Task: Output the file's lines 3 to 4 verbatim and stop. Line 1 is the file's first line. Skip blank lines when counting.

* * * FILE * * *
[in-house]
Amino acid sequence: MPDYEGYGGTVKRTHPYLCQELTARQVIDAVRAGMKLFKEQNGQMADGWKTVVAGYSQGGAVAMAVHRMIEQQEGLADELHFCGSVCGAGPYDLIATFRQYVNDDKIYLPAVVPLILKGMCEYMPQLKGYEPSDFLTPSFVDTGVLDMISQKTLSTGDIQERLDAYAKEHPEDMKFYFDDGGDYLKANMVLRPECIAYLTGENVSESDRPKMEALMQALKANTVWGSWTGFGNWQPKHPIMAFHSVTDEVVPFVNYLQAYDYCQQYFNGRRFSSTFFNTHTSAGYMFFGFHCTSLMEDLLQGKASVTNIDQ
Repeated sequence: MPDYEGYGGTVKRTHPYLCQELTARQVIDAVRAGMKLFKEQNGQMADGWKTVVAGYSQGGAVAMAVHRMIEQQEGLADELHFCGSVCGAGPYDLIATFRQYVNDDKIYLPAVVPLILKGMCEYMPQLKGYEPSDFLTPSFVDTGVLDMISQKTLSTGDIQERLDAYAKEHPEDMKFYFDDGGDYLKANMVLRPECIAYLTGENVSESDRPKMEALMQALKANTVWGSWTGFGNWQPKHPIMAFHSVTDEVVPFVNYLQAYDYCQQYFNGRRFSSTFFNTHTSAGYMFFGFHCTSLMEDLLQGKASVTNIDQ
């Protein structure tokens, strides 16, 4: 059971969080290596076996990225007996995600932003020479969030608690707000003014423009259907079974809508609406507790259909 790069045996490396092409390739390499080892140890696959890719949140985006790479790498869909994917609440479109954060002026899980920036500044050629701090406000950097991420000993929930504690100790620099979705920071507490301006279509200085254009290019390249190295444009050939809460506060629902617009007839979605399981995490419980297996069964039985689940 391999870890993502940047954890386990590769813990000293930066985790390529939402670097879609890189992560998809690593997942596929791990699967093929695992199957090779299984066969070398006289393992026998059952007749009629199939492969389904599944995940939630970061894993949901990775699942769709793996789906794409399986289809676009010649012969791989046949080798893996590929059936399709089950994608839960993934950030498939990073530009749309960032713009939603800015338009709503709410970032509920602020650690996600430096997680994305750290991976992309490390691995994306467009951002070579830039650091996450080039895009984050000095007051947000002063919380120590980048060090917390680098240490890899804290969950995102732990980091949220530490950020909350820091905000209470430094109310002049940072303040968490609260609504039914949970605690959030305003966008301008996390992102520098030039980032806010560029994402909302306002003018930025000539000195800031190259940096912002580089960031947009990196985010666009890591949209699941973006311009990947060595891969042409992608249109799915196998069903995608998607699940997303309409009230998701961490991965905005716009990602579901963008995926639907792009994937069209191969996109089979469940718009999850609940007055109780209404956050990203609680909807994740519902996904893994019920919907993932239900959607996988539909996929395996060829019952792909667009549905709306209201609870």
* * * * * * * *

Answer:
Repeated sequence: MPDYEGYGGTVKRTHPYLCQELTARQVIDAVRAGMKLFKEQNGQMADGWKTVVAGYSQGGAVAMAVHRMIEQQEGLADELHFCGSVCGAGPYDLIATFRQYVNDDKIYLPAVVPLILKGMCEYMPQLKGYEPSDFLTPSFVDTGVLDMISQKTLSTGDIQERLDAYAKEHPEDMKFYFDDGGDYLKANMVLRPECIAYLTGENVSESDRPKMEALMQALKANTVWGSWTGFGNWQPKHPIMAFHSVTDEVVPFVNYLQAYDYCQQYFNGRRFSSTFFNTHTSAGYMFFGFHCTSLMEDLLQGKASVTNIDQ
């Protein structure tokens, strides 16, 4: 059971969080290596076996990225007996995600932003020479969030608690707000003014423009259907079974809508609406507790259909 790069045996490396092409390739390499080892140890696959890719949140985006790479790498869909994917609440479109954060002026899980920036500044050629701090406000950097991420000993929930504690100790620099979705920071507490301006279509200085254009290019390249190295444009050939809460506060629902617009007839979605399981995490419980297996069964039985689940 391999870890993502940047954890386990590769813990000293930066985790390529939402670097879609890189992560998809690593997942596929791990699967093929695992199957090779299984066969070398006289393992026998059952007749009629199939492969389904599944995940939630970061894993949901990775699942769709793996789906794409399986289809676009010649012969791989046949080798893996590929059936399709089950994608839960993934950030498939990073530009749309960032713009939603800015338009709503709410970032509920602020650690996600430096997680994305750290991976992309490390691995994306467009951002070579830039650091996450080039895009984050000095007051947000002063919380120590980048060090917390680098240490890899804290969950995102732990980091949220530490950020909350820091905000209470430094109310002049940072303040968490609260609504039914949970605690959030305003966008301008996390992102520098030039980032806010560029994402909302306002003018930025000539000195800031190259940096912002580089960031947009990196985010666009890591949209699941973006311009990947060595891969042409992608249109799915196998069903995608998607699940997303309409009230998701961490991965905005716009990602579901963008995926639907792009994937069209191969996109089979469940718009999850609940007055109780209404956050990203609680909807994740519902996904893994019920919907993932239900959607996988539909996929395996060829019952792909667009549905709306209201609870």